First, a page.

• Disadvantage: However, because third-party tracking vendors cannot actually buy inventory, they would have to conduct cookie mapping with DSPs. From working with Miaozhen, we’ve seen between 20 percent all the way up to 60 percent mapping rate depending on the DSP. This means there could be significant data loss due to mapping discrepancies.

ATD Hosted DMP

  • Advantage: Hosting the DMP with an ATD solves the single DSP lockdown issue because ATDs often work with multiple DSPs. So having them host the DMP give clients greater flexibility based on the campaign objectives.
  • Disadvantage: Again, the core issue here is with cookie mapping. Because many ATDs do not have their own proprietary technology stack, they still have to rely on the DSPs for cookie mapping, which results in loss of usable cookies.

Internally Hosted DMP

  • Advantage: Hosting a DMP internally is also a viable option because cookie data can be more easily integrated with the customer relationship management (CRM) database for some additional targeting tactics. For example, traditional retargeting is based on user visits to a particular page on the website. But by linking the DMP to the CRM system, we can open up some interesting dimensions like: retargeting based on call center inquiries, or retargeting based on offline sales transactions.
  • Disadvantage: The issue here is the lack of resources and expertise from internal IT teams. Cookie data is unique in that it must be used in a timely manner, or it loses its viability entirely. Also, it has to be collected and used in real time by the DSPs. This differs greatly from maintaining transactional databases or snapshot based data warehouses.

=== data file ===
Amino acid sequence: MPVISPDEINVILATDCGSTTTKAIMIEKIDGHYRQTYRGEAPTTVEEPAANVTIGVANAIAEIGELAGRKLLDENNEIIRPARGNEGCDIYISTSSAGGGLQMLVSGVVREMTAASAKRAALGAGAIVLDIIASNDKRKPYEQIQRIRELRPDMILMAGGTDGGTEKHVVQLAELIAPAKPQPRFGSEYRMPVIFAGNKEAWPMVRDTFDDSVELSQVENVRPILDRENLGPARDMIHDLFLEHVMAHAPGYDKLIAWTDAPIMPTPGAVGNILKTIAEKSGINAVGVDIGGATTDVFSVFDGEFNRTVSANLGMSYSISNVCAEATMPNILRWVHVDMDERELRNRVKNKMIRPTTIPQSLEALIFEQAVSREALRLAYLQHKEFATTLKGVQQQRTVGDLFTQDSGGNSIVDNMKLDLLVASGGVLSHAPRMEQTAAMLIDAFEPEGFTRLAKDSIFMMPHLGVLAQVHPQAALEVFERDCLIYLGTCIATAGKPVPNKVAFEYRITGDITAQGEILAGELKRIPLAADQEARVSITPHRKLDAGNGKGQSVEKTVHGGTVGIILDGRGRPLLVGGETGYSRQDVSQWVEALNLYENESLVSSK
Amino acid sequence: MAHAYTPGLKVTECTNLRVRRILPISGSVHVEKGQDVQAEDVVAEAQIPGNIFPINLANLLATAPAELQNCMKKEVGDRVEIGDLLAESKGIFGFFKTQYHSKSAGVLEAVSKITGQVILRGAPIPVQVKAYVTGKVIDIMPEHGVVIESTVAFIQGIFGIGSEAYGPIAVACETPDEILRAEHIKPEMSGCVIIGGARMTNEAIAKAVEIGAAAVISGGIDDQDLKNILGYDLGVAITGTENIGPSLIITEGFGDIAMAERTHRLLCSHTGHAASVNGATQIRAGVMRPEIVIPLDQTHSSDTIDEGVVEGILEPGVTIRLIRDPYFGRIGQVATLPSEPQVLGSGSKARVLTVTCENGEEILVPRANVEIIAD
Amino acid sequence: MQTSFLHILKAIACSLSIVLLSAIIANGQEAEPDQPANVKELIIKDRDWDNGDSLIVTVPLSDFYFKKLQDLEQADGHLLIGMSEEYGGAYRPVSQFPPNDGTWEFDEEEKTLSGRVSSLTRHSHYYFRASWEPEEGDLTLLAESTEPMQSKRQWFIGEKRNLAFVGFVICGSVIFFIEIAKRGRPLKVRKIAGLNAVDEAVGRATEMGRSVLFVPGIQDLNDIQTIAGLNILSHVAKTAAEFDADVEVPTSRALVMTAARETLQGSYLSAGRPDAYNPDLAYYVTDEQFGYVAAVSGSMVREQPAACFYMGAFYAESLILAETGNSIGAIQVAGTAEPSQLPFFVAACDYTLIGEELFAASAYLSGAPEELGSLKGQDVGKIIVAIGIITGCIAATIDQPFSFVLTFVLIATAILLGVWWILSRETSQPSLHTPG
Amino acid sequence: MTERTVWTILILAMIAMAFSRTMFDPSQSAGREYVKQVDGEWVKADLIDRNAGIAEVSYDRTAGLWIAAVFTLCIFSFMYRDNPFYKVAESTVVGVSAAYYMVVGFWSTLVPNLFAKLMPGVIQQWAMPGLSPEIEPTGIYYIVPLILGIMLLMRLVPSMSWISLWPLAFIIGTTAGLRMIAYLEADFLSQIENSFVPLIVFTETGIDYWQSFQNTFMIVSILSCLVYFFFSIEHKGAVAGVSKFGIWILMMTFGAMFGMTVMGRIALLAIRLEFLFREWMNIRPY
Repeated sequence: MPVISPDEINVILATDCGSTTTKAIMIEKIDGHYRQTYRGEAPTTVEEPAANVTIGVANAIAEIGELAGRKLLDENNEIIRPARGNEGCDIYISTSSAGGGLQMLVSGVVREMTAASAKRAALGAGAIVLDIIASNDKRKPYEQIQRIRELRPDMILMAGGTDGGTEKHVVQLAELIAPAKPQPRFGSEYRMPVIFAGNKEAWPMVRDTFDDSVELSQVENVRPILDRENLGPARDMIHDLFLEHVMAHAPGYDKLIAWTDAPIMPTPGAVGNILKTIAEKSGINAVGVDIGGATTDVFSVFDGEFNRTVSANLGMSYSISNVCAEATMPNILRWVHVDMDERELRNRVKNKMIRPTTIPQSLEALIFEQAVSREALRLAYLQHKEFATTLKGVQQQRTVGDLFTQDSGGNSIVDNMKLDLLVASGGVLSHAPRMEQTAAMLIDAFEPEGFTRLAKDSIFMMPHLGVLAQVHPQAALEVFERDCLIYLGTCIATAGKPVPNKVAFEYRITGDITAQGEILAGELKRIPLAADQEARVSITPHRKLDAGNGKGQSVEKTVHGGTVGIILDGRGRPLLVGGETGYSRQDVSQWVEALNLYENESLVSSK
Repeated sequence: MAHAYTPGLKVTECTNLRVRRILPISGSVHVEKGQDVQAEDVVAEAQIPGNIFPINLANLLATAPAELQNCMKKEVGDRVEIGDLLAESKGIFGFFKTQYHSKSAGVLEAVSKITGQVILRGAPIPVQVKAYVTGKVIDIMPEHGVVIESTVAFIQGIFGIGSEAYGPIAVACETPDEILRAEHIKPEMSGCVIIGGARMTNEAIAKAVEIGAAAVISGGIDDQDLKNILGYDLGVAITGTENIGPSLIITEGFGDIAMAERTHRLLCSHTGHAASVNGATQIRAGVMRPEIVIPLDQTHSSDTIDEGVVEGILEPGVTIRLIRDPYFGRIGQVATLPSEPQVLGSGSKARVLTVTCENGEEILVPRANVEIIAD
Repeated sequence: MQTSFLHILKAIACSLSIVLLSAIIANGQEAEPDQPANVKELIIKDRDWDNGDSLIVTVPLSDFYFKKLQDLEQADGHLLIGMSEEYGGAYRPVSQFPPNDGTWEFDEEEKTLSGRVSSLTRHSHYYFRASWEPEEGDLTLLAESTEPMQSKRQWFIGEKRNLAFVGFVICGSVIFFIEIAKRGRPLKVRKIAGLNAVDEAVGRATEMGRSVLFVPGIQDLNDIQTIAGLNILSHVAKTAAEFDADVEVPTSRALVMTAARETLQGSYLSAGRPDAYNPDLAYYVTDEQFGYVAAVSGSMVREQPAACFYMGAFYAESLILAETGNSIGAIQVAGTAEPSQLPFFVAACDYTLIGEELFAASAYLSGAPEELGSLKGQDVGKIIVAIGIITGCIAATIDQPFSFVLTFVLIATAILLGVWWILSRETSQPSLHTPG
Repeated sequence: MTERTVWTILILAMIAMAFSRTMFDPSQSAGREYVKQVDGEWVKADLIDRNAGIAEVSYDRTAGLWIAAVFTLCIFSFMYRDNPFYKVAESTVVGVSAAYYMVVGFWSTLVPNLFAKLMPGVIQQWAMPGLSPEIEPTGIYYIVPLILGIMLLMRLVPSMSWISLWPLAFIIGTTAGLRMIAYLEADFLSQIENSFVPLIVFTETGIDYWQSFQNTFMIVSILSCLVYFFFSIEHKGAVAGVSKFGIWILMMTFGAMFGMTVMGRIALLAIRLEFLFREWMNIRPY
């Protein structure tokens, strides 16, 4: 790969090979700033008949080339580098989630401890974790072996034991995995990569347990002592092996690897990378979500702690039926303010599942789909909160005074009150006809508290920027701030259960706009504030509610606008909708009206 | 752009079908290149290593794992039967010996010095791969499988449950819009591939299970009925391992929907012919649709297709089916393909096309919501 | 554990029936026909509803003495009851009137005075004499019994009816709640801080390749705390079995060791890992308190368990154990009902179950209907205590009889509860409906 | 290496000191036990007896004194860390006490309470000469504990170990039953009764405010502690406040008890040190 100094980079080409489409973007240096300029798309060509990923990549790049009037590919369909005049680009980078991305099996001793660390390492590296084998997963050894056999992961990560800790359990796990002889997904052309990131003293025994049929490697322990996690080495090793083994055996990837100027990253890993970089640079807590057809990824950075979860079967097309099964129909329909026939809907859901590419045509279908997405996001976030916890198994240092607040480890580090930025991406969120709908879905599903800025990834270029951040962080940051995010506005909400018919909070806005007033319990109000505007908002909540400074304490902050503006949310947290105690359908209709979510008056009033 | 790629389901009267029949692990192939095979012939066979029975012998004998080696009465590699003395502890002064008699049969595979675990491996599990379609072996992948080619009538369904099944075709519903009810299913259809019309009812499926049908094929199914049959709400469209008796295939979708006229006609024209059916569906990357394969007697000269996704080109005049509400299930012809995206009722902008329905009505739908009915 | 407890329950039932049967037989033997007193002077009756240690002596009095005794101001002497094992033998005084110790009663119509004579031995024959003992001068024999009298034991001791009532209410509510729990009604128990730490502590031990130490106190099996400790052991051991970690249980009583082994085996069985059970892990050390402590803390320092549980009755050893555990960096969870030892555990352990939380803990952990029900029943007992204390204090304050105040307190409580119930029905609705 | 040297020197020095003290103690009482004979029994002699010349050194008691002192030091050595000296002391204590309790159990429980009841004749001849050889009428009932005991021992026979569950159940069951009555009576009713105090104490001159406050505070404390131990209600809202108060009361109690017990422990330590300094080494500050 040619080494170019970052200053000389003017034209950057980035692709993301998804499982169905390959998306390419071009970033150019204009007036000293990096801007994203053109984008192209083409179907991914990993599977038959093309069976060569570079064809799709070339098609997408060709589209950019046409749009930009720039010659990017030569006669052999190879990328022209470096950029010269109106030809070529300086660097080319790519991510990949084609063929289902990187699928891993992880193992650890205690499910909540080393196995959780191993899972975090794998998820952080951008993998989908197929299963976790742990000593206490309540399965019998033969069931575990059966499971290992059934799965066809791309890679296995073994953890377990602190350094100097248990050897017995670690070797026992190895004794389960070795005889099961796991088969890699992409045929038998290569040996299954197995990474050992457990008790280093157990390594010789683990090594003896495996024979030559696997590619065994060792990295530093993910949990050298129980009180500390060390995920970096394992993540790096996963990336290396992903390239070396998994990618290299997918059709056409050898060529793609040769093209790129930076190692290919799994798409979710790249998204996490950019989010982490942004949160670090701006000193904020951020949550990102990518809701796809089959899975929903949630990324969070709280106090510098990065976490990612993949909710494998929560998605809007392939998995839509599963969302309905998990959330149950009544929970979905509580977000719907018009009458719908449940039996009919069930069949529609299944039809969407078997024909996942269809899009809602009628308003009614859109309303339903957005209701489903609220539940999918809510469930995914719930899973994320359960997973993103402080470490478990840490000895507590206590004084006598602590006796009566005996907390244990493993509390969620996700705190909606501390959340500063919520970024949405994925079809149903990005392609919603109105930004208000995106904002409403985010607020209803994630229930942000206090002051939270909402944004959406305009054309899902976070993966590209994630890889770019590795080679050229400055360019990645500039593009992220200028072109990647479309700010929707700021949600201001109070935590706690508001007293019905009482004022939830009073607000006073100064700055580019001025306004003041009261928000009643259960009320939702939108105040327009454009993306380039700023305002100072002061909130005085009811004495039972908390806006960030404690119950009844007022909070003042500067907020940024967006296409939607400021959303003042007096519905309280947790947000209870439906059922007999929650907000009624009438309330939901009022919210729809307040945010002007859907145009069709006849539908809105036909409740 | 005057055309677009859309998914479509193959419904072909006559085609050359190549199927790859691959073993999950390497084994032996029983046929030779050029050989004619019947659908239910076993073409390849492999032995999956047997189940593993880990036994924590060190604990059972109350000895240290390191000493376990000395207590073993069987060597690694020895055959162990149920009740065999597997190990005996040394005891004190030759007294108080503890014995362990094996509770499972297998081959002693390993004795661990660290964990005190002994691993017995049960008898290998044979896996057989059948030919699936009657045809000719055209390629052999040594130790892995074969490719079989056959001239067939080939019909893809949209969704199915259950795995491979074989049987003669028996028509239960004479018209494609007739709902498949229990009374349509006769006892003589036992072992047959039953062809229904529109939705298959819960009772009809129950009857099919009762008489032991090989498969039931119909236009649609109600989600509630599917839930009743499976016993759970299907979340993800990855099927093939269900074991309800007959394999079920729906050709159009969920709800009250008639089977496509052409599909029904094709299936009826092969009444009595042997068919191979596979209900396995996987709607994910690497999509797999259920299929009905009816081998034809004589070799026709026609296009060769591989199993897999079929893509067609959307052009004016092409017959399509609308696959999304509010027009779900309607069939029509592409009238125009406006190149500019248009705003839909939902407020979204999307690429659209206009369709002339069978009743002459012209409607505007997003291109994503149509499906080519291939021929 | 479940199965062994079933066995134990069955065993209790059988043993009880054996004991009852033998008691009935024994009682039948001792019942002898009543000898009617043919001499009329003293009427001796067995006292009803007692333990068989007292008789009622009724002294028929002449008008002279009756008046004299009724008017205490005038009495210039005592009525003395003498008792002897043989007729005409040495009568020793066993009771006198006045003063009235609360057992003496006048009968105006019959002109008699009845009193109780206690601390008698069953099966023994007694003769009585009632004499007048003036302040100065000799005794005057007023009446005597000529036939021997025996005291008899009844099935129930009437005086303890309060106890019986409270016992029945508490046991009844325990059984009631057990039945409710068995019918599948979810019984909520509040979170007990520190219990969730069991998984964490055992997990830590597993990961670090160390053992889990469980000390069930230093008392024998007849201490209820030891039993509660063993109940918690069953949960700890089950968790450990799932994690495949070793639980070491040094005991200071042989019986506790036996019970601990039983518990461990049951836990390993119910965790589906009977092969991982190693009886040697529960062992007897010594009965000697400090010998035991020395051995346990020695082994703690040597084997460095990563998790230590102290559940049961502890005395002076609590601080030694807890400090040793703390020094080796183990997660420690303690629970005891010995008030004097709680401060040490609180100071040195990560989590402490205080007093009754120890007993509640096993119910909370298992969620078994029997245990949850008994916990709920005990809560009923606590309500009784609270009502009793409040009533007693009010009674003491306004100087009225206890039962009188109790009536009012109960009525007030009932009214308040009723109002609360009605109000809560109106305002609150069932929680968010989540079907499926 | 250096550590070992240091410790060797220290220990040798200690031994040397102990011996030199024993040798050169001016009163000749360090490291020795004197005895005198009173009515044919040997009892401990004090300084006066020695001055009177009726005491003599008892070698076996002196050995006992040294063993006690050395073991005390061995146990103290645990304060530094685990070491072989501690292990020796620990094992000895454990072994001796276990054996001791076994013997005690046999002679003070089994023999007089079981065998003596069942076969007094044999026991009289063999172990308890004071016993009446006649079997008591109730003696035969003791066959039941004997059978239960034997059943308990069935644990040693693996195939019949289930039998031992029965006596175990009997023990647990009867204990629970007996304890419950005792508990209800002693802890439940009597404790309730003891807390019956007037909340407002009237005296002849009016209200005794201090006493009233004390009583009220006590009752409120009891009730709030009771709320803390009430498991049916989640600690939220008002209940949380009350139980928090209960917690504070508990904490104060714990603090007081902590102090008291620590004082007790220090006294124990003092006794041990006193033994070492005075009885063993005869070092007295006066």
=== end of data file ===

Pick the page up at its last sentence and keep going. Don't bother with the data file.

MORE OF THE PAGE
The choice for marketers is a difficult one, as all contenders are viable. Marketers have to gauge their own options by focusing on their core business objectives. For example, leading Chinese e-commerce company Jingdong Mall (JD.com) partners directly with DSP vendor MediaV for hosting its DMP. Because JD’s main objective is to drive retargeting traffic through its already massive traffic, it doesn’t want any cookie mapping data loss from working with other vendors in this space.

Even though the Chinese ad tech ecosystem is a bit chaotic at times, brands can still make informed decisions by focusing on core business objectives.

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ABOUT THE AUTHOR

Charlie Wang

Currently the digital partner for Mindshare, looking after the digital and search team in Beijing. Charlie is an experienced digital marketing professional with strong IT consulting background and a passion in data-driven marketing. He has more than seven years of digital marketing and consulting experience across U.S., Hong Kong, and China. His areas of expertise focus on direct response, lead generation, e-commerce, CRM, and programmatic media. An active advocate of data-driven marketing in the China market with various speaking engagements and publications on digital analytics and programmatic media. His client portfolio spans across IT, B2B, and FMCG.